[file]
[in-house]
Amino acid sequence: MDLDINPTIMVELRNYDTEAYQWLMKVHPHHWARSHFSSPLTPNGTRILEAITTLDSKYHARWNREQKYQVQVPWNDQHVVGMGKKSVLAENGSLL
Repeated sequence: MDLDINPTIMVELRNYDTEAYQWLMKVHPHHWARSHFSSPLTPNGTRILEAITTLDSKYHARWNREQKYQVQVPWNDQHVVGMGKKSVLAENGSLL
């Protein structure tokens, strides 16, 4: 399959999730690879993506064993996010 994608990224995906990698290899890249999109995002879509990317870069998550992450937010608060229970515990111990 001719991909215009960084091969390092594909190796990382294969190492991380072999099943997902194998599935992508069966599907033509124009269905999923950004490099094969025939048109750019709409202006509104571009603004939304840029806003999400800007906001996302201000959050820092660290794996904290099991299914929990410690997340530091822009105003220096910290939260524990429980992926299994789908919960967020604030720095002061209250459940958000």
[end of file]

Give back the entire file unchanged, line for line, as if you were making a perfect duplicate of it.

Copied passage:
[in-house]
Amino acid sequence: MDLDINPTIMVELRNYDTEAYQWLMKVHPHHWARSHFSSPLTPNGTRILEAITTLDSKYHARWNREQKYQVQVPWNDQHVVGMGKKSVLAENGSLL
Repeated sequence: MDLDINPTIMVELRNYDTEAYQWLMKVHPHHWARSHFSSPLTPNGTRILEAITTLDSKYHARWNREQKYQVQVPWNDQHVVGMGKKSVLAENGSLL
């Protein structure tokens, strides 16, 4: 399959999730690879993506064993996010 994608990224995906990698290899890249999109995002879509990317870069998550992450937010608060229970515990111990 001719991909215009960084091969390092594909190796990382294969190492991380072999099943997902194998599935992508069966599907033509124009269905999923950004490099094969025939048109750019709409202006509104571009603004939304840029806003999400800007906001996302201000959050820092660290794996904290099991299914929990410690997340530091822009105003220096910290939260524990429980992926299994789908919960967020604030720095002061209250459940958000």